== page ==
Alkali-silica reaction (ASR) and delayed ettringite formation (DEF) are expansive chemical reactions, which can damage concrete structures. However, for both ASR and DEF, the relationships between constituent materials, microscale damage propagation, and bulk expansion are not well understood. To address these knowledge gaps, this study quantifies ASR and DEF-induced damage at the microscale by nonlinear impact resonance acoustic spectroscopy (NIRAS), and when augmented with data from other standard and advanced materials characterization approaches, provides a basis for the new understanding of the factors influencing the extent and rate of damage by these reactions. This dissertation makes three main contributions. First, the influence of ASR gel composition on its structure and the potential for expansion is explored through the characterization of lab-produced samples by small-angle neutron scattering, 1H nuclear magnetic resonance relaxometry, and rheological measurements. Relying upon that improved understanding of the effects of gel composition along with an understand physics of nonlinear acoustic measurements, in the second part, a hypothesis is presented for interpreting the relationship between measured expansion and temporal material nonlinearity. In the third part, a similar approach is used to explore the relationship between compositional and environmental factors, and microscale damage and expansion derived from DEF.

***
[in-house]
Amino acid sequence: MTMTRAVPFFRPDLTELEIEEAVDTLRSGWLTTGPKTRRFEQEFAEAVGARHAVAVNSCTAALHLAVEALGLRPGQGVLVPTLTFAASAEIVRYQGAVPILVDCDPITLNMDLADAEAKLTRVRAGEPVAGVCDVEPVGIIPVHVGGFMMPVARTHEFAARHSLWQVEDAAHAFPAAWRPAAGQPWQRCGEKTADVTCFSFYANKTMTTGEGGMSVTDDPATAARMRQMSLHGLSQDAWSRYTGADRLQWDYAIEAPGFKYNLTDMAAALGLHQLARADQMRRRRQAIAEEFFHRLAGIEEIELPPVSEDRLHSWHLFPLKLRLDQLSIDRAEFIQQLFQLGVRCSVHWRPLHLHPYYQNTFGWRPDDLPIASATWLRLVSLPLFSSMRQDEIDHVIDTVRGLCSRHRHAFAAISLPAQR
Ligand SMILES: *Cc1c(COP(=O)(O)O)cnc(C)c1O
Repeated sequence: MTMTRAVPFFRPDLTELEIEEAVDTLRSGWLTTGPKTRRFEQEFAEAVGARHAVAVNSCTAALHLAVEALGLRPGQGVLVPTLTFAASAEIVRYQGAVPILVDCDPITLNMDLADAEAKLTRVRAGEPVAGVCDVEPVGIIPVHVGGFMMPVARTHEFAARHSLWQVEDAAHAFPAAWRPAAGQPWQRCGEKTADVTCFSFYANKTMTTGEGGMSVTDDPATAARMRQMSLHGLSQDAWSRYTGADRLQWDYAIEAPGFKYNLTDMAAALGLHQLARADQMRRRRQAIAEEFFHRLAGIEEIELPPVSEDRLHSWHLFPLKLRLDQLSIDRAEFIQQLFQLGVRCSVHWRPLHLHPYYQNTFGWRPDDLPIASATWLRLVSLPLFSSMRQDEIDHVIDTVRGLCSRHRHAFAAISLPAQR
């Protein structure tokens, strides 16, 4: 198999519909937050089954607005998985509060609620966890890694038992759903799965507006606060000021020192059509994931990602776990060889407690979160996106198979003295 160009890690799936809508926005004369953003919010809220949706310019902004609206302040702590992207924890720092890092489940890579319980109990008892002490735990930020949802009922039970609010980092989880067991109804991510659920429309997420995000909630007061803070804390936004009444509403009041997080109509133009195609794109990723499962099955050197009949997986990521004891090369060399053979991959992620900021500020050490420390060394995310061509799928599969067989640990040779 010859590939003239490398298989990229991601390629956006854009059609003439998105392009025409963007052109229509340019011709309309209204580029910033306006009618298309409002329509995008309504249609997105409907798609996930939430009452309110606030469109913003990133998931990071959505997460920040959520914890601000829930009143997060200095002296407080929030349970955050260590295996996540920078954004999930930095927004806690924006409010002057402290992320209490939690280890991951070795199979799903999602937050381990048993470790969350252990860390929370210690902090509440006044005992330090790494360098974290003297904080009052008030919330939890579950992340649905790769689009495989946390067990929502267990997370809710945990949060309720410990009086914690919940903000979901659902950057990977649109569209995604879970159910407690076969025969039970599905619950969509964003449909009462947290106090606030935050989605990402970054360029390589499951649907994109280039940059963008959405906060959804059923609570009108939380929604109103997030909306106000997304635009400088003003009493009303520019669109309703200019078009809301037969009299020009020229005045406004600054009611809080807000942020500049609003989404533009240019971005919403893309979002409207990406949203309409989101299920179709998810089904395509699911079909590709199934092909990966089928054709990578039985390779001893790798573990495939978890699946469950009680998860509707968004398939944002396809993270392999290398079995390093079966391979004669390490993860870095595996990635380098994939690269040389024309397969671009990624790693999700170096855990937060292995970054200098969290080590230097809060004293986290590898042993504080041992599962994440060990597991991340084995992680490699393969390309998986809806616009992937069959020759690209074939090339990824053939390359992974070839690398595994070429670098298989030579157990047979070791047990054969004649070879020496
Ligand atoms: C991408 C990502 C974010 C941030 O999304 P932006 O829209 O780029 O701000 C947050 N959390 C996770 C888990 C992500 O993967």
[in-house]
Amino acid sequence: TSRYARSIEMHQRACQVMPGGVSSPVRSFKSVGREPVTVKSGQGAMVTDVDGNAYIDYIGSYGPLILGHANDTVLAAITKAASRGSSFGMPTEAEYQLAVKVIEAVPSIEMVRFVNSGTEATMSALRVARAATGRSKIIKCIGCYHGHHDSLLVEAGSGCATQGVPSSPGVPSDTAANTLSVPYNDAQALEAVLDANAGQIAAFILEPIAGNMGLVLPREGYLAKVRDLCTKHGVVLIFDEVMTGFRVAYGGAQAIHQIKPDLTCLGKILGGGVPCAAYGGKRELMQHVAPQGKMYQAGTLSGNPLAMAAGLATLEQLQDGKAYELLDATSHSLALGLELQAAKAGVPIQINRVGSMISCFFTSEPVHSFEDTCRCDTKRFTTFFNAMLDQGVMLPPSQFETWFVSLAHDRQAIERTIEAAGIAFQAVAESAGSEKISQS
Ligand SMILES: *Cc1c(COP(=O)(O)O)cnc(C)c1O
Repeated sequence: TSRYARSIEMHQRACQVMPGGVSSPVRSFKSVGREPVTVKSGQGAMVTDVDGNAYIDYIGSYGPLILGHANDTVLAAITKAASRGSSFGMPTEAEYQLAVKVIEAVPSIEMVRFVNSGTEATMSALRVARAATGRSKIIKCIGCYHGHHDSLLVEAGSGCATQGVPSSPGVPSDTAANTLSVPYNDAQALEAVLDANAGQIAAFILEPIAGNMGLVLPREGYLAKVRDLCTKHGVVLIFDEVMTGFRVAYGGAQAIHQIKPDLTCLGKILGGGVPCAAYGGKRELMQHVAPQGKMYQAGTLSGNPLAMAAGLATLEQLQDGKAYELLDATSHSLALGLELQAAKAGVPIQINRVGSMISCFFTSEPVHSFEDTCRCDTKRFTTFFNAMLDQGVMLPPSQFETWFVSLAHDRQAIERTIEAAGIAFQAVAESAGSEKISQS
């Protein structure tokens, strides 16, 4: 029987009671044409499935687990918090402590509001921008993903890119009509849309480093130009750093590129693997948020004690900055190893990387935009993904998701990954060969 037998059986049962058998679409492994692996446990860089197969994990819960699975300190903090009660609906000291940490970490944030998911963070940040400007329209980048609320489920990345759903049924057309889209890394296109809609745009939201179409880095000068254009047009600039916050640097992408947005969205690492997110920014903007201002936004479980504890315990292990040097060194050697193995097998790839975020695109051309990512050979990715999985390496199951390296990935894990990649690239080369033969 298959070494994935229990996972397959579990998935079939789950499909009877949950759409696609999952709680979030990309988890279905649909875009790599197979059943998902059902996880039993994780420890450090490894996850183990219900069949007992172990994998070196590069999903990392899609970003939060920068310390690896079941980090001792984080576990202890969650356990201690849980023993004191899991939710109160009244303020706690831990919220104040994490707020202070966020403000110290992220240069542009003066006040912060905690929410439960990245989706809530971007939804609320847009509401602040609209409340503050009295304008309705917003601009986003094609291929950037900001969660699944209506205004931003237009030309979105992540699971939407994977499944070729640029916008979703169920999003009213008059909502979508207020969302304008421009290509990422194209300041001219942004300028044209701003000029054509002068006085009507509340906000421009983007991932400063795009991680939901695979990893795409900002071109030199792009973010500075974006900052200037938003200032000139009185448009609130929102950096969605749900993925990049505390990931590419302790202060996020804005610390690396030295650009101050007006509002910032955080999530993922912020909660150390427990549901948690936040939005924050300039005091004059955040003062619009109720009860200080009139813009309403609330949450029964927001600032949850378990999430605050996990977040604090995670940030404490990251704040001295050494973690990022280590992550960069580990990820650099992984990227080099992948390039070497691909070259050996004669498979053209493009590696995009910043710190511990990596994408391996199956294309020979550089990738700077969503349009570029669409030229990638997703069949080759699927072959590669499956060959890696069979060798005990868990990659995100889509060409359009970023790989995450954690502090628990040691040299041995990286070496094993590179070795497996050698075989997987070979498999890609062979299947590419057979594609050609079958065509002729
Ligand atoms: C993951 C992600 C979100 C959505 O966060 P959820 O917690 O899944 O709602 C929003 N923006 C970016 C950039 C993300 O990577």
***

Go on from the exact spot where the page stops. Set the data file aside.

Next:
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MATIN Development Team